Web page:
Adblock and sIFR

I use Adblock Plus, an extension for Firefox, which (among other things) adds a small tab above (less commonly below) flash animations. This allows the user to quickly block the flash movie by clicking the tab.

Now, a great web development utility called sIFR - Scalable Inman Flash Replacement allows developers much greater freedom of typographical effects and fonts to be used on blocks of text (without having to use your favourite image replacement technique). This works by replacing certain flagged elements with a flash movie and is usually found on one-liner headlines.

However, there is a draw back with using Adblock and visiting sites using the sIFR technique - the Adblock tab appears on all the replaced text. I'm sure it's safe to say that no one will actually want to block this type of text and because this has just become too annoying for me, I've decided to do something about it!

By using another (web developer trusted) Firefox extension - View Rendered Source - you are able to view the current source the page is displaying, even after it has been affected by JavaScript. Alternative methods for viewing the rendered source (thrown in for free): using the Web Developer Extension by Chris Pederick or ctrl+a (select all) and view source selection.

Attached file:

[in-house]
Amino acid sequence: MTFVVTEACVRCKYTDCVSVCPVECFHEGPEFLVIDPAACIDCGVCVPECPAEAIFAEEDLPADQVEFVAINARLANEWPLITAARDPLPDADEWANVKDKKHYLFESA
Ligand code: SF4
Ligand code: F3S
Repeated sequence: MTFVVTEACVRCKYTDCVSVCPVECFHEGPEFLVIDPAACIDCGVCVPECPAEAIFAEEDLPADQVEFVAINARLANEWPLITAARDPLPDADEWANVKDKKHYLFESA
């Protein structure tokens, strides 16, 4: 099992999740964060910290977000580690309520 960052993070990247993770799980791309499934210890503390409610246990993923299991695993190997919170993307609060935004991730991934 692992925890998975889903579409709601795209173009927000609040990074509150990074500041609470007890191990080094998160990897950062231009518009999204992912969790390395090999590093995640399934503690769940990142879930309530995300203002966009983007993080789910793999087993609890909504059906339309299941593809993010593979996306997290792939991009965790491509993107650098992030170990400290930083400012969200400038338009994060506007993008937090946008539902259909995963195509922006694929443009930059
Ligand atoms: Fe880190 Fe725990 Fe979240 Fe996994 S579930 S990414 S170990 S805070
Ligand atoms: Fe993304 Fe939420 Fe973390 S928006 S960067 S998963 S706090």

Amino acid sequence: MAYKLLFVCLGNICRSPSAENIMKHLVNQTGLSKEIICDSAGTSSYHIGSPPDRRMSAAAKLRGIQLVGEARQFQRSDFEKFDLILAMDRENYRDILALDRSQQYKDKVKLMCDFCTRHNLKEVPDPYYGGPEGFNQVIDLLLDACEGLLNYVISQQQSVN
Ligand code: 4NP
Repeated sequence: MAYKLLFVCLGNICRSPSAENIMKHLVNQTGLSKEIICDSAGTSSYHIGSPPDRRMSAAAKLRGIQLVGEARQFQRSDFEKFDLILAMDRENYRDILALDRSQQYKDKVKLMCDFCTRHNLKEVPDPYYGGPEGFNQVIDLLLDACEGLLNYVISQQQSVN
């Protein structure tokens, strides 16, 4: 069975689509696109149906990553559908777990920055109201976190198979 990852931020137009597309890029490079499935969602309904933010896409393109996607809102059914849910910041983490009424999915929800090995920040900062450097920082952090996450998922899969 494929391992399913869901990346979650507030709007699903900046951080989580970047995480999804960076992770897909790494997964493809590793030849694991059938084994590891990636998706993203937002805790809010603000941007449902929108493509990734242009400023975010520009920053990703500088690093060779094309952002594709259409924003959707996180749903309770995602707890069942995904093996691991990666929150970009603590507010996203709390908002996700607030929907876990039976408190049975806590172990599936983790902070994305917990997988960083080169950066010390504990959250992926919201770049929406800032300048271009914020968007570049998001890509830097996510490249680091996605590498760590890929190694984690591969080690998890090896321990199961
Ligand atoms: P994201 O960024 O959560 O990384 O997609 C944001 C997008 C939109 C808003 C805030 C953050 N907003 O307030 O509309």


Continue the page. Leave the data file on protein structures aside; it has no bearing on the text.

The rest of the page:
Narrowing the affected area down I came up with the following CSS rule:

.sIFR-replaced embed.sIFR-flash[sifr=true] + div[adblocktab=true] {
  display: none !important;
}

By placing this in Firefox's user-defined CSS file (userContent.css), websites using the sIFR technique shouldn't display the adblock tab above the replaced elements. You can edit the user-defined CSS file by following instructions from Mozilla or alternatively by using another extension - ChromeEdit.

Although, this is great for the user who can be bothered to change his user-defined CSS file. For those who can not (the masses), I'm proposing that Mike Davidson (the guy continually improving the technique) add the code to the default CSS which is included in the technique bundle. This means developers adding the technique won't annoy users like myself as the Adblock tab will be hidden from within their own stylesheet. Also, any one who is currently using the technique (and is happening to read this), add it too!

A problem that could be abused is that websites whose adverts might be being blocked by Adblock will employ CSS similar to what I mentioned above (although, not the same as it is specific to the sIFR technique) to hide the Adblock tab. Although, we can't stop the websites doing this, we can add more specific rules into the user-defined CSS file to re-show the tab. These should override the websites trickery and display the tab, which will again mean you can easily block their 'in your face' adverts.